Though teen pregnancy is a fact of life in Highbridge, Bronx, where underage birth rates are the highest in the city, it's been steadily decreasing. With a spate of high-profile teen pregnancies -- pop stars and most recently Republican V.P. Nominee Sarah Palin's daughter -- will this trend falter?
According the New York City Department of Health and Mental Hygiene, 131 out of 1000 babies in Highbridge were born to a teenager between 2003-2004, the last time such data was sampled. Though 75% higher than New York City's overall average of 75 in 1000 for that same year, the numbers are a 24% decrease from record highs ten years prior.
Will the pregnancies of wealthy, highly educated teenagers like Jaimie Lynn Spears, the little sister of Britney Spears, pop star Ashley Simpson and now Bristol Palin influence teens to be just like them? Despite these highprofile women's trend setting power, Highbridge's young parents and health-care practitioners were unsure of the impact the V.P. candidate's pregnancy news would have on impressionable teens, even here where it's the norm.
Theresa Landau, Senior Associate Director at the Highbridge and Morrisania Women, Infants, Children Program (WIC) a pregnancy and childhood health center, feels that Bristol Palin isn't relevant here. "In this community I don't see the impact. I would venture to guess that even with all the publicity surrounding this that people don't know who Sarah Palin is," she says. Were she to become V.P., Landau feels it might be a different story: "Then, I see kinds throwing it up to their parents, 'well the Vice President's daughter even has a baby.'"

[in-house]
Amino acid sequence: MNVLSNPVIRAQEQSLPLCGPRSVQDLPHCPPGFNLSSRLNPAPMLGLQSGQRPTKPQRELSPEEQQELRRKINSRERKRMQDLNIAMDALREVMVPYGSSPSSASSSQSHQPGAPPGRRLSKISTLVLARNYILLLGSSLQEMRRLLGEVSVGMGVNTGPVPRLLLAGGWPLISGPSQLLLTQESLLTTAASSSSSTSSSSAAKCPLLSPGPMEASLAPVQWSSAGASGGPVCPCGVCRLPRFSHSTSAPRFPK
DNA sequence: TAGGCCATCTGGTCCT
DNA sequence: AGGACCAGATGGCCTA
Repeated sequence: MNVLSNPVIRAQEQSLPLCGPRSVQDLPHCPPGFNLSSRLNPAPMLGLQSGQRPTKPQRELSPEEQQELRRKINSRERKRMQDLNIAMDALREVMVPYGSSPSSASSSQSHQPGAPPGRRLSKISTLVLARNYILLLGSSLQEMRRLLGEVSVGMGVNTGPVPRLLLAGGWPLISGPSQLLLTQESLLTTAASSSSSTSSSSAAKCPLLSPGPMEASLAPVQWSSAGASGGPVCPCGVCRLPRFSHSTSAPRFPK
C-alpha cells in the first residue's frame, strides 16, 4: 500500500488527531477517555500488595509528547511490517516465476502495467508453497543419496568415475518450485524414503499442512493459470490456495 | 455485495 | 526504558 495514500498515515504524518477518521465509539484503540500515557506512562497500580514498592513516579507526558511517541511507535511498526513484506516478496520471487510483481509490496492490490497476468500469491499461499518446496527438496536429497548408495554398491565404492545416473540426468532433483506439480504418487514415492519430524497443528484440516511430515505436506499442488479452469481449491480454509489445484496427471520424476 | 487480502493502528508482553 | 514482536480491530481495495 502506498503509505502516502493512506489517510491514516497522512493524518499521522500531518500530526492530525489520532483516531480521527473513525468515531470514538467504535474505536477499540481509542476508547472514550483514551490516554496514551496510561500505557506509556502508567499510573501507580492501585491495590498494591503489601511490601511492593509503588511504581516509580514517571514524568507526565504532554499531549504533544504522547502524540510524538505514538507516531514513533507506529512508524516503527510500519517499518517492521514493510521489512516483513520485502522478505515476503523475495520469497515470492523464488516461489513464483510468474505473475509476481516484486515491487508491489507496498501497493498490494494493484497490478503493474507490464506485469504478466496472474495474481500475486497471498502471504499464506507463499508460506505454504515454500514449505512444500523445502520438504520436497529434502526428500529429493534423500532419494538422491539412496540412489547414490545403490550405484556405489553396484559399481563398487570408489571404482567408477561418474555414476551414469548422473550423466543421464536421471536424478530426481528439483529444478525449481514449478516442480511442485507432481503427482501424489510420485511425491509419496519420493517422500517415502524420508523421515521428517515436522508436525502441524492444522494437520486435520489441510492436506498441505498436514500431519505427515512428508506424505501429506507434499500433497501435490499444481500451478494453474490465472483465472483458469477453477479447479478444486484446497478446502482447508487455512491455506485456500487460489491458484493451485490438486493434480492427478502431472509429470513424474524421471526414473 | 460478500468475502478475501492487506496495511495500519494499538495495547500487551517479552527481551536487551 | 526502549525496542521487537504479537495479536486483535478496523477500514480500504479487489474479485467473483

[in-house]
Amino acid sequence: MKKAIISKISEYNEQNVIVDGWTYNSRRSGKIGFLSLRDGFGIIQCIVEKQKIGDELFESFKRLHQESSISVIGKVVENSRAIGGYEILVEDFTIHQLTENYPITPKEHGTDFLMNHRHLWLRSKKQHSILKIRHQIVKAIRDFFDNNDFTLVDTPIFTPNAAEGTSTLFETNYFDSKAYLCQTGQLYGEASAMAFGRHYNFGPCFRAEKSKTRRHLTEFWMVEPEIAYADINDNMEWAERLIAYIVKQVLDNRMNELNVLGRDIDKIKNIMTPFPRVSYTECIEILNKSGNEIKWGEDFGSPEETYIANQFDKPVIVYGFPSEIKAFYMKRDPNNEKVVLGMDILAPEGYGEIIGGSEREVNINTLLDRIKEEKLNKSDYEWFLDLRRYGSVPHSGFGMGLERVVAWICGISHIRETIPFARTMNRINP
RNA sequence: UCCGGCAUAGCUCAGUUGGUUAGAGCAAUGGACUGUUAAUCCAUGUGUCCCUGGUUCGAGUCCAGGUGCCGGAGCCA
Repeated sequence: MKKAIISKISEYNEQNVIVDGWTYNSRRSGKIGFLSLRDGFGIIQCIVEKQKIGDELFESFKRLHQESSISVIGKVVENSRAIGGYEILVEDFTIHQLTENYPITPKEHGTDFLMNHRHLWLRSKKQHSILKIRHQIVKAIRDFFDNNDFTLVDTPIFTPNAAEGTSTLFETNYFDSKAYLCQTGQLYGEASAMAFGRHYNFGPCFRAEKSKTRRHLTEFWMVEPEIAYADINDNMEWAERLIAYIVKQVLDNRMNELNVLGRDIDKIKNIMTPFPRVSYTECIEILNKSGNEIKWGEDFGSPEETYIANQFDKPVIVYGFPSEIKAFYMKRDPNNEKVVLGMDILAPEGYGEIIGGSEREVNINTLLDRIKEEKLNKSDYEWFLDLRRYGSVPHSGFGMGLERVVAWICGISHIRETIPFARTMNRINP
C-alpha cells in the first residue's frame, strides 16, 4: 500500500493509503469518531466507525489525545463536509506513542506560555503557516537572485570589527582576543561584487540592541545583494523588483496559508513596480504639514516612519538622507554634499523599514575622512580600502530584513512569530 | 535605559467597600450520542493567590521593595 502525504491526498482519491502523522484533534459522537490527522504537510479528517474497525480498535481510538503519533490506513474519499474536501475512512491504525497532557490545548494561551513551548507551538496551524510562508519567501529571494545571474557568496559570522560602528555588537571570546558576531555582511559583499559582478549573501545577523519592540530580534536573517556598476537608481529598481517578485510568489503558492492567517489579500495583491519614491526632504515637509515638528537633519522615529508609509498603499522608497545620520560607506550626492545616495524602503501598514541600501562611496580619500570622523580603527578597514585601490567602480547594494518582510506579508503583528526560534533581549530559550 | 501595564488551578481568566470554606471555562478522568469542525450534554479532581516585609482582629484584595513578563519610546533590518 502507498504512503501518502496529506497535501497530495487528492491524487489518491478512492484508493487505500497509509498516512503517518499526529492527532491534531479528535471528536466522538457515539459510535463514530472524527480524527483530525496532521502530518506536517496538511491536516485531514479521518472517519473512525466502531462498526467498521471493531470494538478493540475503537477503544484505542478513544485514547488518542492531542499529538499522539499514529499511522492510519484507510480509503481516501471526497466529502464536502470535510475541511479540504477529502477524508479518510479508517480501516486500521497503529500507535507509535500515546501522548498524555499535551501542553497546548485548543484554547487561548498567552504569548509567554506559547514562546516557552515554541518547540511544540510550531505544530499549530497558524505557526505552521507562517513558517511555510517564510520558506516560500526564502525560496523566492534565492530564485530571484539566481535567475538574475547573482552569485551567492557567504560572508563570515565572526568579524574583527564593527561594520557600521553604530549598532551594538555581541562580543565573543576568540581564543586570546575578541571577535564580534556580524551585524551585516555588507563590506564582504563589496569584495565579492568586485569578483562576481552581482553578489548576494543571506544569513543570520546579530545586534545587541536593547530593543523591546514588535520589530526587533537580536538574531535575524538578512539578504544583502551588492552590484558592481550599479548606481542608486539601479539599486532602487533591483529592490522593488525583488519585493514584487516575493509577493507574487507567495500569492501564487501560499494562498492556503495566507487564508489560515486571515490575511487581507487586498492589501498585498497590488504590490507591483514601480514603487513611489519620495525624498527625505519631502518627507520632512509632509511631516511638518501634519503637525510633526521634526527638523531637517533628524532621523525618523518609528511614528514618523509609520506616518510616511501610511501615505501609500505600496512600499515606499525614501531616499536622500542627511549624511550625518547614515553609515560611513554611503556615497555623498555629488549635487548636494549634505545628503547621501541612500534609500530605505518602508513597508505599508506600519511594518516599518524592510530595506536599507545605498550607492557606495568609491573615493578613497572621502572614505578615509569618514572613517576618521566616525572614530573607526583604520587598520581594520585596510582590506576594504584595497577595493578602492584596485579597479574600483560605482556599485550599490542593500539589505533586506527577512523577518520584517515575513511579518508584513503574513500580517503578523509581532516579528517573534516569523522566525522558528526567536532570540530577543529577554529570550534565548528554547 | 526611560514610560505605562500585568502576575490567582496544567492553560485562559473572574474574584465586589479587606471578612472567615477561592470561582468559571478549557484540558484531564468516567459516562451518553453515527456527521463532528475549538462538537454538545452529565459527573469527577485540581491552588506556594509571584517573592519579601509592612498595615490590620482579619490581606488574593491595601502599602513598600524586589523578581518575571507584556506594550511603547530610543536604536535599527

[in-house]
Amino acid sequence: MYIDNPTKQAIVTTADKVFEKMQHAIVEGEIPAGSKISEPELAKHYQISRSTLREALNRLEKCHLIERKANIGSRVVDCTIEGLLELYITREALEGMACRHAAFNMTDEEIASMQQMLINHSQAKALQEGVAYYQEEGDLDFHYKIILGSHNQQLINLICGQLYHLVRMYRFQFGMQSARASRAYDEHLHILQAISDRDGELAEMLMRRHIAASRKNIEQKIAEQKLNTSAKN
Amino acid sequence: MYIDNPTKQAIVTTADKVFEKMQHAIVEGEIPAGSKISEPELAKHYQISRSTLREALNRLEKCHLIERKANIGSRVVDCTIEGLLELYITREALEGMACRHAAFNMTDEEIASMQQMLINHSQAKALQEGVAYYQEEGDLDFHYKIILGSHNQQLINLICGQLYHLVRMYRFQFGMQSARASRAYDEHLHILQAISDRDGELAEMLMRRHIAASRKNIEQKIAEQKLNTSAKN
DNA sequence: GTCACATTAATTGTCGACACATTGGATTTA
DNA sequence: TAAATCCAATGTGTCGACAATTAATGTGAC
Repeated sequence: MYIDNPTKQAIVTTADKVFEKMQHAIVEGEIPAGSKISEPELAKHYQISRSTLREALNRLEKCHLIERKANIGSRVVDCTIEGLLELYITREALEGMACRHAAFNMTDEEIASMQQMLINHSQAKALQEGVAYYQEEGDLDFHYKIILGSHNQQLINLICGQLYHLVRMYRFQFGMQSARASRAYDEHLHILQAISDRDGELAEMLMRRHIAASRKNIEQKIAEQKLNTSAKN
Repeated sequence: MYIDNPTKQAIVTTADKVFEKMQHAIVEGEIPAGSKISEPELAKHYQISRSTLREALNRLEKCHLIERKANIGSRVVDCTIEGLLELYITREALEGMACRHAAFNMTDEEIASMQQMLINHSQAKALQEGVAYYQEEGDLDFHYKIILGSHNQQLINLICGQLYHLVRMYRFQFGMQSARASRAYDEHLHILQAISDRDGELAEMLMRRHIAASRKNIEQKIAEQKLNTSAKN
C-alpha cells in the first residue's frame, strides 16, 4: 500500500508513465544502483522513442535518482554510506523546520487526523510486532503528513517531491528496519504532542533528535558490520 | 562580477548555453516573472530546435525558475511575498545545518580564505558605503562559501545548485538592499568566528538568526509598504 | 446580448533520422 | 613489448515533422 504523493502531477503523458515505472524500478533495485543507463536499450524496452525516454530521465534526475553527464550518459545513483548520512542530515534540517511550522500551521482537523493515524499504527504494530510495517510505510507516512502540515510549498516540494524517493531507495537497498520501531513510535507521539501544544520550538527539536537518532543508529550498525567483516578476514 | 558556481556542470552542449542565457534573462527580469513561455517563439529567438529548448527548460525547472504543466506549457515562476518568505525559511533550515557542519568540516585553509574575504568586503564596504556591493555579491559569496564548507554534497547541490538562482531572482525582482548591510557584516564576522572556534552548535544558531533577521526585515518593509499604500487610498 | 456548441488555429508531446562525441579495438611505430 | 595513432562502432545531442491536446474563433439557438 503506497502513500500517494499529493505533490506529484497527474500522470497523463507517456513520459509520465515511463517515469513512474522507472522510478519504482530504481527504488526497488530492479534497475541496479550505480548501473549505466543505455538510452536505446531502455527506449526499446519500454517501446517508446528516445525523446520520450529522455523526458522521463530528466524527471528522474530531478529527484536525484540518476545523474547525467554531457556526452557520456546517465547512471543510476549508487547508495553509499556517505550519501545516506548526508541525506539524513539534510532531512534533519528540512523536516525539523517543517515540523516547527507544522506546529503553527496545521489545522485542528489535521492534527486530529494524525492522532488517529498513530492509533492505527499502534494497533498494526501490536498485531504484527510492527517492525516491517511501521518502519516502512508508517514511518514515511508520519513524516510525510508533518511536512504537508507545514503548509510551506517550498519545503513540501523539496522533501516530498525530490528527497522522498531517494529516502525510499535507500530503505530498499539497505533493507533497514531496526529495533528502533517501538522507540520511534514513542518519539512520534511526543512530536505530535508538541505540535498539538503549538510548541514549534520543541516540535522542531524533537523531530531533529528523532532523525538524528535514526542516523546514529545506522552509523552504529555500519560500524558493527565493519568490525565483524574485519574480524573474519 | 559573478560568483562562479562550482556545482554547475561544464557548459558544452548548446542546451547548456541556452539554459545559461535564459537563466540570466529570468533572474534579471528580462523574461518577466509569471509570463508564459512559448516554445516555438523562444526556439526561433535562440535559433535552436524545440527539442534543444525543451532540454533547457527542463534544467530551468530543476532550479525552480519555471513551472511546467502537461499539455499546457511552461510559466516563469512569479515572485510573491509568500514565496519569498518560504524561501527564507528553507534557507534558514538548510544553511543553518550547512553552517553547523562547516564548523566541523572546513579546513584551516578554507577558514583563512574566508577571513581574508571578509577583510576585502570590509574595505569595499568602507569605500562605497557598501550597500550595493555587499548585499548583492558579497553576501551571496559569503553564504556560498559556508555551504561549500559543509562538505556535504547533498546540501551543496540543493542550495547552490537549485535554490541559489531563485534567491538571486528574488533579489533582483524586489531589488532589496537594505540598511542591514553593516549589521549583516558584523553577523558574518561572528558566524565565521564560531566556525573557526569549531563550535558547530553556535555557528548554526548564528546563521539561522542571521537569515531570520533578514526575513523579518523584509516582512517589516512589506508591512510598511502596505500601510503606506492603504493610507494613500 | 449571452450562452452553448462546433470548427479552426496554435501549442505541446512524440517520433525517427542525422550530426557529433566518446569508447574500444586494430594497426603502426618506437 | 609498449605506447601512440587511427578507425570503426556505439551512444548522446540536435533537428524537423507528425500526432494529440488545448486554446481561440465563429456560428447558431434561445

Manny DeLion, a 24-year-old father walking his step-son home from his third day of kindergarten, felt Bristol Palin's not relevant to the youth of his neighborhood. "If you are really popular with the crowd, it will have an impact," he said, "But if you're just famous and not within the teen culture, I think it will have less impact."
Rickie Solinger, author of "Wake Up Little Susie: Single Pregnancy and Race Before Roe v. Wade", believes Bristol Palin's race and social demographic makes the possibility of her influencing Highbridge remote. "If one talks about it without race, one is being completely inaccurate about how this plays out," she says.
Solinger feels the very question of celebrity influence on teen pregnancy is off-base. "It proposes that the female person having sex and getting pregnant is either venal or stupid. It's not a Paris Hilton phenomenon -- that is, do what she does," she says. It's a sentiment echoed by Sister Cecilia Barrett, an administrator at Siena House, a shelter for homeless pregnant women in Highbridge. The women she sees don't relate to people like Palin. "The family support system that [Bristol] has cannot be compared."
The chances of pregnancy becoming "trendy" aside, Bristol Palin's situation may have another kind of influence: lifting the negative stereotypes that surround poor teen parents. Highbridge resident Bethany Santana's friends have had babies at 13 and 15 years of age. At 25, she has a four-year-old, and considers her self a late starter. "Some people do look down on [teen mothers] like, 'oh she's finished her life is over'," she says. She feels Palin's pregnancy could change that. "She's a real live person," she said. "It shows people that it happens to everybody, not just us living in poverty."
It is no less than a sea-change, says Solinger. "The conservative evangelical men and women saying that [Bristol] is a good girl...recently those same people would have thrown those girls out of the house."